Well, there's the saying " pell it, coock it, or forget it". It all depens on were your going. When i whent to China a few years ago, they alsway served wathermelon for desert. It loocked so good. Our tour organiser said to wait 3 days befor trying it, and then go slowly, but don't drink the water even to brush your teeth.

    In France and Italy, i bruch my teeth with the tap wather. And slowly ease in on drinking it. It all depends on your own systhem. Try taking probiotics a few weeks befor leaving and during your trip.

    When I went to the Middle East (befor all the troubles), I observed the saying except one evening. We were at friends, the lettuce looked so good I took a few leafs. Had some rubbles for a few days but nothing important. Others in the group brushed there teeth with tap water. We were looking for Immodium and bananas for the rest of the trip.

    So go easy with the local water. Go slowly with the local watery foods for the first few days. You should be ok.

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    • Joshua B.

      Joshua B.

      Thanks for the back story! I would not have thought about watermelon, lettuce or even brushing my teeth to be a problem. I eat "live" fermented foods every day and my gut health is very high, so hopefully I won't have too strong an adaptation curve. · (1 likelikes)

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  • Don Worsham

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    I could drone on here about the now infamous bok choy incident of 2014. I won't. I don't think my system could stand even remembering the horror of three nights spent sleeping toilet-side, head pillowed by cold tile, blowing bits of fecal fertilized bok choy from both ends.

    Instead let me offer some advice garnered from several traveling decades and 10+ years living in Asia.

    1- echoing the others who've answered here: know your body. If you're prone to illness, in a lowered immunity state, tired, and / or unfit then take all possible precautions;

    2- know your food / drink sources: A famous adventurer / researcher once told me that he acclimated by always being acclimated. Simply stated, he drank local water, ate local food, wherever he went. I tend to agree with this --- with one caveat. Microbes are the least of your worries. In fact, unless you plan on 5 staring it, never venturing out of your hotel, then it's guaranteed you will come into contact with microbes sooner or later. The real worry, at least my real worry, is serious pollutants - heavy metals, toxics, plastics, chemicals, etc - that are beginning to saturate food and water supplies in even the remote areas of our planet (you can blame globalization / capital for this). Look for evidence of industrial / farming pollution in the areas you're traveling. Stay clear of them. A simple dose of Cipro will cure even the worst case of kathman-do-poos; but nothing will save you from industrial poisons;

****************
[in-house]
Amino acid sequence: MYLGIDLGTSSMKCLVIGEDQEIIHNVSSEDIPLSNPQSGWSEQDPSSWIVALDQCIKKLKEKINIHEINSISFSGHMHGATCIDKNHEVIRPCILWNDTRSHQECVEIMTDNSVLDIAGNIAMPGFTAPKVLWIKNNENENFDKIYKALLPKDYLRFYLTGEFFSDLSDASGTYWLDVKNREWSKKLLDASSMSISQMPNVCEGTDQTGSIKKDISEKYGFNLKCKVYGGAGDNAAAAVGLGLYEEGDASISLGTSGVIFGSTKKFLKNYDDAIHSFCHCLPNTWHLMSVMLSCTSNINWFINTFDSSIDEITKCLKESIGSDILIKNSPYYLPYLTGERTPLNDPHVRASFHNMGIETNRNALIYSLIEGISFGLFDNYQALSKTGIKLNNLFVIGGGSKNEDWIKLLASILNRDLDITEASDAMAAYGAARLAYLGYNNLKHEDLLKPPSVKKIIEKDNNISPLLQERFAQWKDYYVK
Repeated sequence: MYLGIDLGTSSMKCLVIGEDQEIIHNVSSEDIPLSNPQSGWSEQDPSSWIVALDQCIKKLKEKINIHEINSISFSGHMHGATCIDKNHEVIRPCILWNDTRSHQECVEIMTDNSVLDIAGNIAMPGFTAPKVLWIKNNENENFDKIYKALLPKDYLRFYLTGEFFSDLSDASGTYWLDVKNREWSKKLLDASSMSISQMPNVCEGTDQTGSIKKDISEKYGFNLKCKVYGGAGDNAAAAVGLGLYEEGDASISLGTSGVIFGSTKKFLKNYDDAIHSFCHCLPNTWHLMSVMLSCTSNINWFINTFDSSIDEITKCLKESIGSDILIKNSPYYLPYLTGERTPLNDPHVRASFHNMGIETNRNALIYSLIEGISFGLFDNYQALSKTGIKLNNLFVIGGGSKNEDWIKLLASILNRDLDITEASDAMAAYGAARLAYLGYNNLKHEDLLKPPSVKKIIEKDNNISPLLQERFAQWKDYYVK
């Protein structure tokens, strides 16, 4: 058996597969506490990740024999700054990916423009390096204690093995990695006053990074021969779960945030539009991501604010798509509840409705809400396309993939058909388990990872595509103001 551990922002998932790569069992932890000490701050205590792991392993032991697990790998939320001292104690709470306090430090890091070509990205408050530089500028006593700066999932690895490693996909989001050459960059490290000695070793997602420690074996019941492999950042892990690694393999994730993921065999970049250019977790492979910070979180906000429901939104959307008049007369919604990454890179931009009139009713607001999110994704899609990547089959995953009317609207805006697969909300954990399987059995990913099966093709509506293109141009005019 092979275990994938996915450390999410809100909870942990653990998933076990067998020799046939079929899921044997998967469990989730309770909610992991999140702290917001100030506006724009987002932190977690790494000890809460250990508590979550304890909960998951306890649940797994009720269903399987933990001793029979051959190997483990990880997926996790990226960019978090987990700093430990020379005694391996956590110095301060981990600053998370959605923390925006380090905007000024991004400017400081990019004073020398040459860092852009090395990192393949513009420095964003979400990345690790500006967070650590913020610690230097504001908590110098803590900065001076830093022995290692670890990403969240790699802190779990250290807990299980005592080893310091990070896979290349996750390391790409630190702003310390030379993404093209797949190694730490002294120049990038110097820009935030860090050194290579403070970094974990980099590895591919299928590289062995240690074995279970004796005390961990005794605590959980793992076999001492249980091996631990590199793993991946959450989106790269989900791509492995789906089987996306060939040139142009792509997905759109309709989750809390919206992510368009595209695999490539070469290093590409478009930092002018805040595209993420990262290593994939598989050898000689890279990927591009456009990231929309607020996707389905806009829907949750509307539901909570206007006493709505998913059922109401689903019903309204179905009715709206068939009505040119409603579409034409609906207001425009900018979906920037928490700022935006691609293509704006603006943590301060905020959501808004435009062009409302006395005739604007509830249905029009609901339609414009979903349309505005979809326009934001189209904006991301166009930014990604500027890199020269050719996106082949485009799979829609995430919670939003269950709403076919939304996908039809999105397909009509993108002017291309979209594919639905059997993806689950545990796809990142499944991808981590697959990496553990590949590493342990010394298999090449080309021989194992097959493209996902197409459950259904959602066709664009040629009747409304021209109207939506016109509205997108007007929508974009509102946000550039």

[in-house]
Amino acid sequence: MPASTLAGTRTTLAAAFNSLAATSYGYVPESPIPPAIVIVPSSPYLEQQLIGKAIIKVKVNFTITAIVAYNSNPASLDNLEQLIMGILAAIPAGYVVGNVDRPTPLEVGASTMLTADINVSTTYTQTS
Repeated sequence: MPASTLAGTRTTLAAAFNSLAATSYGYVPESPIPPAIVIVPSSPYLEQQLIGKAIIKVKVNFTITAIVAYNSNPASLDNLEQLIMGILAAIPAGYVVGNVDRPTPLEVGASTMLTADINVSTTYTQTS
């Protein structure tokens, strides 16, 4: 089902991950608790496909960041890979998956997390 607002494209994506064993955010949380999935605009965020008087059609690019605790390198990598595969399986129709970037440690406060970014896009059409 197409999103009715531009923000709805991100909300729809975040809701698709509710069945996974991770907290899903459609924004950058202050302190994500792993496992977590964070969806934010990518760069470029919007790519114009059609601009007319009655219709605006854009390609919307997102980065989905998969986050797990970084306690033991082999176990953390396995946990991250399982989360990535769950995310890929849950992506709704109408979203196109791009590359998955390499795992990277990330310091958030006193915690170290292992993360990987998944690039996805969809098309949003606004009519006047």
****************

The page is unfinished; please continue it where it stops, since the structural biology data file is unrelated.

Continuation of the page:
3- don't be stupid: watch your drink (alcohol) intake. Avoid suspect ice sources. An adage from an IGO I worked for: buzzed people make stupid choices; drunk people make deadly decisions. I'll add a note of reality: you live to laugh about stupid choices. The other is the stuff of statistics. Research clinics, their reputation, where their doctors were trained, do they speak your language. Know where the better clinic(s) are located.

    Then, go outside and play. You didn't spend your hard earned bucks to eat a Hyatt Regency hamburger in Delhi. Adventure is the root of the adventurous, and is the core of our being. To deny chance is to deny life. Go. KathmanduKathmandu